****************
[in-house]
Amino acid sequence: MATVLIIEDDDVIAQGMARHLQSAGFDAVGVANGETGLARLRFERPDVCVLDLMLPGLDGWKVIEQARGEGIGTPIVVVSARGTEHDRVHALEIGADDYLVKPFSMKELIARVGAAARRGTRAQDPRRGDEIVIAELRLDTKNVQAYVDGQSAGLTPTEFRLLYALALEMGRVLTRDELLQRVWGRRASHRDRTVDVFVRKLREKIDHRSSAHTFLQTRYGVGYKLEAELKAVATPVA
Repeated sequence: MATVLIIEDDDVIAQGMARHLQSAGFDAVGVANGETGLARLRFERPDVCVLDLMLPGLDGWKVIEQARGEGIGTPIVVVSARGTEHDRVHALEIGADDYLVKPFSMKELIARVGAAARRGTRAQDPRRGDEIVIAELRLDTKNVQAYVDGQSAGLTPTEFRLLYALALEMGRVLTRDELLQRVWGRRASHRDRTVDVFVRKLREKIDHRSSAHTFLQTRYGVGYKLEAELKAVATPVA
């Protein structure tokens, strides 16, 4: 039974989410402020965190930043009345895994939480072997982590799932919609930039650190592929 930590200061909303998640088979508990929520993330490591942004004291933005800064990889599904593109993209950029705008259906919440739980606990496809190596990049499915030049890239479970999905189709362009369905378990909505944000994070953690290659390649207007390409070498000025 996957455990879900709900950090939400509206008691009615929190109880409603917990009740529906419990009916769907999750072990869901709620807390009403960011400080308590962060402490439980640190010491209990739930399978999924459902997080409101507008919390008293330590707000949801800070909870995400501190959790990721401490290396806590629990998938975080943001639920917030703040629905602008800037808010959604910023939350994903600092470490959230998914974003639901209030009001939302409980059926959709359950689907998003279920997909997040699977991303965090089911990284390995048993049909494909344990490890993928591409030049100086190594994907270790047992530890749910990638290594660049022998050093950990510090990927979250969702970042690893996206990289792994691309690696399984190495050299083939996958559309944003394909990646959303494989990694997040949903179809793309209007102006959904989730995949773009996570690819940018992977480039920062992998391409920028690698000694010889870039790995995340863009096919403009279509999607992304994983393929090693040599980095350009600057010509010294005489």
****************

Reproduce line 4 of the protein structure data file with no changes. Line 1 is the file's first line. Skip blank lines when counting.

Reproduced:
């Protein structure tokens, strides 16, 4: 039974989410402020965190930043009345895994939480072997982590799932919609930039650190592929 930590200061909303998640088979508990929520993330490591942004004291933005800064990889599904593109993209950029705008259906919440739980606990496809190596990049499915030049890239479970999905189709362009369905378990909505944000994070953690290659390649207007390409070498000025 996957455990879900709900950090939400509206008691009615929190109880409603917990009740529906419990009916769907999750072990869901709620807390009403960011400080308590962060402490439980640190010491209990739930399978999924459902997080409101507008919390008293330590707000949801800070909870995400501190959790990721401490290396806590629990998938975080943001639920917030703040629905602008800037808010959604910023939350994903600092470490959230998914974003639901209030009001939302409980059926959709359950689907998003279920997909997040699977991303965090089911990284390995048993049909494909344990490890993928591409030049100086190594994907270790047992530890749910990638290594660049022998050093950990510090990927979250969702970042690893996206990289792994691309690696399984190495050299083939996958559309944003394909990646959303494989990694997040949903179809793309209007102006959904989730995949773009996570690819940018992977480039920062992998391409920028690698000694010889870039790995995340863009096919403009279509999607992304994983393929090693040599980095350009600057010509010294005489």